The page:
Trip Start Jan 31, 2006
101Trip End Dec 11, 2006
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Before we started our trip to Kôbe we headed off to the Post Office in Kyôto to send back some of the things we'd bought. With birthdays for cousins and nephews coming up we'd found some great presents in Japan and so sent them all back in good time. The lovely ladies behind the counter were very patient with us as we packaged and sent all 5 parcels back home.
At this point I 'must' give another warning to our dear readers - more geeky train stuff ahead! Our trip to Kôbe was the first time we got to go on the 700 Series Shinkansen. These trains run faster than the 300 Series, their top speed is 177 mph, and are characterized by their flat 'duck-bill' nose. You can hopefully see the difference on the photos I took.
Needless to say, the trip to Kôbe on the train took no time at all and thankfully our hotel was a short walk from the train station so there was no need to clamber our way onto a bus or metro with all of our kit
After walking to Sannomiya station which is the main downtown transport hub, we wandered across to Nankin-machi, Kôbe's Chinatown. Kôbe has one of the largest Chinatowns in Japan, however, given that we had just spent a month in China neither one of us was really up for more Chinese food. However, according to our guidebook there was good Italian restaurant just inside the Chinatown area
Day two in Kôbe arrived with the return of an old friend, the rain... Our plan had been to walk up into the Rokkô Mountains and look at the Nunobiki Falls, which are considered one of the three greatest waterfalls in Japan, and then head back down into town to try the famed Kôbe beef. Because of the rain we decided to swap our plan round and went for lunch first.
The main reason we'd come to Kobe was, of course, to try the beef which is said to be some of the best in the world. For those that don't know, Kôbe beef comes from the Kuroge Wagyu breed of cows, which dates back to 1830 (kuroge means black-haired, wa means Japanese, and gyu is cow). The meat is marbled with fat which is achieved by the cows being fed beer and massaged with sake (it is said that the farmers sometimes play music to the cows so they are happy and sleep well)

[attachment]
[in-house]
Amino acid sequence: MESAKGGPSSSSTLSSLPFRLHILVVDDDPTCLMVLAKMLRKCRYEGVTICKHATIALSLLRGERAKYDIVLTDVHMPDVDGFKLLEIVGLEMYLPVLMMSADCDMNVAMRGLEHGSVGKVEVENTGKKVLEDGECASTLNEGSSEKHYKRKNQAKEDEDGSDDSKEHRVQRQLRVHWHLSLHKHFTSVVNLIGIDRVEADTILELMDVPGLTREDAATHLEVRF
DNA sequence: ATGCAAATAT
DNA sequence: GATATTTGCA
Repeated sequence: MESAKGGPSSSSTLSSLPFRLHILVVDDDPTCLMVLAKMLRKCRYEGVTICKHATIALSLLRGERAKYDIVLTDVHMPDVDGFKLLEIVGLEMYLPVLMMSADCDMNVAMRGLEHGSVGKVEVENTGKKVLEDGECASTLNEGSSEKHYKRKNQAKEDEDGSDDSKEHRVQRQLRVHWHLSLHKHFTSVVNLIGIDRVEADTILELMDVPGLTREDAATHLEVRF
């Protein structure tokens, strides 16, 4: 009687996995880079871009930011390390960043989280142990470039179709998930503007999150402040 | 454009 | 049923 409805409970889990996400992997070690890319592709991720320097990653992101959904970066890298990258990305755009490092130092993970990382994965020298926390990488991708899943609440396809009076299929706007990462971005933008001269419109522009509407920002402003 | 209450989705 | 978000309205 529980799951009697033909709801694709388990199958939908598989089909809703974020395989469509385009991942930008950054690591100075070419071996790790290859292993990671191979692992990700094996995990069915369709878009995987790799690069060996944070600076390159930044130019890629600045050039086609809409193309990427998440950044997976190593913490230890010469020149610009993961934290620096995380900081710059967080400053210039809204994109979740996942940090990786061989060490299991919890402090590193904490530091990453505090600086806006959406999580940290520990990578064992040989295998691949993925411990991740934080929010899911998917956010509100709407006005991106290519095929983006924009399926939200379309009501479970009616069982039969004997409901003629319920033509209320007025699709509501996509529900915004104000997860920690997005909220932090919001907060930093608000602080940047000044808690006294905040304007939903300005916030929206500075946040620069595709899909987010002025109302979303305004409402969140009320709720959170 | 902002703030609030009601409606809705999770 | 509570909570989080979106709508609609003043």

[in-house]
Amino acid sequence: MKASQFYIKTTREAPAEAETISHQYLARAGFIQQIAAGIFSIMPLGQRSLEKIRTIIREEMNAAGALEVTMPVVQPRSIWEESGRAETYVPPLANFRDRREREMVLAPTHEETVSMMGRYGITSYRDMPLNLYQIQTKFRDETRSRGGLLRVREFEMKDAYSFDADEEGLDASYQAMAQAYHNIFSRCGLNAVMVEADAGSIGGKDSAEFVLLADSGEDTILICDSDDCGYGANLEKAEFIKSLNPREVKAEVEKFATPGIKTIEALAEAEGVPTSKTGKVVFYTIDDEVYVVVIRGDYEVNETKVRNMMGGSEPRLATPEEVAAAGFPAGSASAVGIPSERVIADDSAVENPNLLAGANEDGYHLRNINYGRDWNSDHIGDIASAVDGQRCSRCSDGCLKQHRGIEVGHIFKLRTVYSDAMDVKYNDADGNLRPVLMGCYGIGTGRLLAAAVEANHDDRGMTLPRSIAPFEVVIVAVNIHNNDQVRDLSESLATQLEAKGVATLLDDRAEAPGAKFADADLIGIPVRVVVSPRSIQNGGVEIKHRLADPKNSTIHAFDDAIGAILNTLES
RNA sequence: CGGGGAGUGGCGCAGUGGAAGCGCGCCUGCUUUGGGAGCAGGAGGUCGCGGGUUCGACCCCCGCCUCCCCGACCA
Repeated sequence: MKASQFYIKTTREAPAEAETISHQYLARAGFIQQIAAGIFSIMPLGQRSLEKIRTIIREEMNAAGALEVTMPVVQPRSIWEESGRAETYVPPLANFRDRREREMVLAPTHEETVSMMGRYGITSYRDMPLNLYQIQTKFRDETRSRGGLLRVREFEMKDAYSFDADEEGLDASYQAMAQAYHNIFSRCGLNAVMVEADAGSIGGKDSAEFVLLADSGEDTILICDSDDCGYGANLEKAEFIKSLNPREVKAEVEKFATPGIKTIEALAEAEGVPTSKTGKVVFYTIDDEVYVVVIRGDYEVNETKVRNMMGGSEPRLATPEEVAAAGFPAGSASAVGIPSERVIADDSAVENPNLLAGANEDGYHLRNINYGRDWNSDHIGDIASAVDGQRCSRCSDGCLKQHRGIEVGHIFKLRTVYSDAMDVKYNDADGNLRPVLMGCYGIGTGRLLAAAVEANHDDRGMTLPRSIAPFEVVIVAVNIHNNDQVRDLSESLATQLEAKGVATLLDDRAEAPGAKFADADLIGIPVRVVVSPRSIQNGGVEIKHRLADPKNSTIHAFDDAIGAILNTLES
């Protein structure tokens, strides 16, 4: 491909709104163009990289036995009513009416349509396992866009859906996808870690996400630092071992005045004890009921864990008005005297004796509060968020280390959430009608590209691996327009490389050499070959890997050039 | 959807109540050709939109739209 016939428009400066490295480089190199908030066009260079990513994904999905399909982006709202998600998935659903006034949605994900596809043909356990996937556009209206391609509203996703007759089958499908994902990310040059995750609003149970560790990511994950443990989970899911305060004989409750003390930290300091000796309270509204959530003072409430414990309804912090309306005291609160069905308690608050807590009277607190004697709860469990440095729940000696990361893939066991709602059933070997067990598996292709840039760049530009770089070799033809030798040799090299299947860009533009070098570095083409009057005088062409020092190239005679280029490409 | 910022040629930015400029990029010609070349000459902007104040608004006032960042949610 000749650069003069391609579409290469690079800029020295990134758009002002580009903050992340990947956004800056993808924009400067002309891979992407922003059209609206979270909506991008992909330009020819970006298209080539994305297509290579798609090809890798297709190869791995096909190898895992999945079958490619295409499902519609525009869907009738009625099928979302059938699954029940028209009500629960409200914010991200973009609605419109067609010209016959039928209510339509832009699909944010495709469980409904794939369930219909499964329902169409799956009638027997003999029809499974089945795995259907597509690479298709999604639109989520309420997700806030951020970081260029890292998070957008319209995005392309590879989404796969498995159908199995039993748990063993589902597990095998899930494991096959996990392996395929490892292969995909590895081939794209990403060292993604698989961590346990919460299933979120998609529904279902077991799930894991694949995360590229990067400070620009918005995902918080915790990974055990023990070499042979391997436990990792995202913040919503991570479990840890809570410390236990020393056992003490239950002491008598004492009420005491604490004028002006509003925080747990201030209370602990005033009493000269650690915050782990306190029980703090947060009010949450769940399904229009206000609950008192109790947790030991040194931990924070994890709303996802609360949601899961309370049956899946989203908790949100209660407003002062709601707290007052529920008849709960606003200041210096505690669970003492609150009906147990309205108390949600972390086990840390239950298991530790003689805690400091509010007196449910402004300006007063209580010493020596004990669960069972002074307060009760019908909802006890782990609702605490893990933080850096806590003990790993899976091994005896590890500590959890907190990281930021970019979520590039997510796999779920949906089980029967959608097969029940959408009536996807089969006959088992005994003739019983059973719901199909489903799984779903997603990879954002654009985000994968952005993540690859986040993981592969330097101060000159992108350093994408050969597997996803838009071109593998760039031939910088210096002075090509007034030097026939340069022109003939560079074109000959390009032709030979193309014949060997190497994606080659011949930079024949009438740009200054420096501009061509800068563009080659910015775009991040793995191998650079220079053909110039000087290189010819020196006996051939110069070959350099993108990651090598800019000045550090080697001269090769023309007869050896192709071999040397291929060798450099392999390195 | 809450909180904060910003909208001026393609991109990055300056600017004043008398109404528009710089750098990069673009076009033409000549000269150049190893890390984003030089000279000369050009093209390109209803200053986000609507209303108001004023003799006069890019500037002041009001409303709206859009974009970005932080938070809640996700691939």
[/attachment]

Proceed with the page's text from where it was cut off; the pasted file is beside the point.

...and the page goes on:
Because the beef is quite expensive (one steak can cost over $100) we decided to try it at lunchtime when most of the restaurants have cheaper set menus. The place we chose was like a very up-market teppanyaki restaurant and we sat around the hotplate where the chef would be cooking our meal. We had a 300g sirloin between us with Japanese soup to start, 6 vegetable accompaniments, rice and pickles, then lime sorbet to finish. The whole thing was excellent: our chef took your steak and removed the trimmings before cooking about 2/3 of it beautifully. At the same time he used the fat from the meat to cook the vegetables: peppers; tofu; aubergine; Japanese potato; and normal potatoes. He then gave us some of the fat to taste once it was really crispy - even the normally fat-averse Fiona had to admit that it was very tasty - and cooked the final 1/3 of the steak. For our final 'course' he took the trimmings and cooked them with the last of the vegetables, beansprouts. It was a fantastic meal and the meat is as good as they say, amazingly tender with a very delicate flavour. Again, the amount of artistry and love that went into the simplest of dishes was incredible and had to be seen and tasted to be believed.
After lunch we steeled ourselves for the rain again and headed up behind the train station to see the Nunobiki Falls. After a frustrating 10 minutes spent wandering around looking for the right path we eventually found the entrance to the cable car station. Because of the rain we'd decided to take the cable car up and walk down rather than walking up and down. Thankfully Japanese cable-cars are more sturdy than Chinese ones and we were allowed to share one of the cars rather than having to have one each... Once at the top we headed down really quite a steep and slippery path to the falls
After the falls we headed into town but the rain was pounding down harder than ever and having spent the last couple of hours getting very wet walking down past the falls we decided to take refuge in the cinema and watched Broken Flowers with Bill Murray (an odd film...). Unfortunately, our hopes for a respite from the rain were dashed when we emerged from the cinema - it was still throwing it down. We therefore decided to buy dinner in the food-hall of the local Mitsuoka store and retreat to the hotel to eat and dry off before packing up to move on to Hiroshima.